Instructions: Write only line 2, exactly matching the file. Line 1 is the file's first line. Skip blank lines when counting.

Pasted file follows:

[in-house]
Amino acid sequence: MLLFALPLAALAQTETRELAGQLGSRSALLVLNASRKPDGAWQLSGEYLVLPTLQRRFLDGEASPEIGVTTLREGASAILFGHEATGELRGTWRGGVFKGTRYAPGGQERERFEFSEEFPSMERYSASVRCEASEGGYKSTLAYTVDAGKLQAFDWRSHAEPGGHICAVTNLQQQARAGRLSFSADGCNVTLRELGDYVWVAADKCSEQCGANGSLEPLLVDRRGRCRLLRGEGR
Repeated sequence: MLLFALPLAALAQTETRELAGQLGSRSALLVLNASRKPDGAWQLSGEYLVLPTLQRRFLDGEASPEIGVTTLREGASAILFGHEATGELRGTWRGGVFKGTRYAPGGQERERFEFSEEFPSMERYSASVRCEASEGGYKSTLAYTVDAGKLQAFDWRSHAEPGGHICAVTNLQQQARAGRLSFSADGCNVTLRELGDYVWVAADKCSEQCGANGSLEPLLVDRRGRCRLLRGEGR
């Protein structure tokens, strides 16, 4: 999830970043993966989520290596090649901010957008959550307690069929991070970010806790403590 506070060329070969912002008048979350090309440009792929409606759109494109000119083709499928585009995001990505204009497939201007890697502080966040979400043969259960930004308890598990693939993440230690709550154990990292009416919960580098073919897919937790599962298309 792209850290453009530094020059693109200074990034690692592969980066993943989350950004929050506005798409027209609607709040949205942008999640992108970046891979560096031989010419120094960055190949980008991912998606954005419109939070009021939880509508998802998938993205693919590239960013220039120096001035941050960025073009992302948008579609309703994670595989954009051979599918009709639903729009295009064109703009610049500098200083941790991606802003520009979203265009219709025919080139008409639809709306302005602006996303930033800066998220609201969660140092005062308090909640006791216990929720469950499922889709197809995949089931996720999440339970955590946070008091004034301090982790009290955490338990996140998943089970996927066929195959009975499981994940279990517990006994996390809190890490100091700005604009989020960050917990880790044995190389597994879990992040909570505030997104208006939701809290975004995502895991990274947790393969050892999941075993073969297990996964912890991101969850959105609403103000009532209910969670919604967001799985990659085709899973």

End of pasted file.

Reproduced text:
Amino acid sequence: MLLFALPLAALAQTETRELAGQLGSRSALLVLNASRKPDGAWQLSGEYLVLPTLQRRFLDGEASPEIGVTTLREGASAILFGHEATGELRGTWRGGVFKGTRYAPGGQERERFEFSEEFPSMERYSASVRCEASEGGYKSTLAYTVDAGKLQAFDWRSHAEPGGHICAVTNLQQQARAGRLSFSADGCNVTLRELGDYVWVAADKCSEQCGANGSLEPLLVDRRGRCRLLRGEGR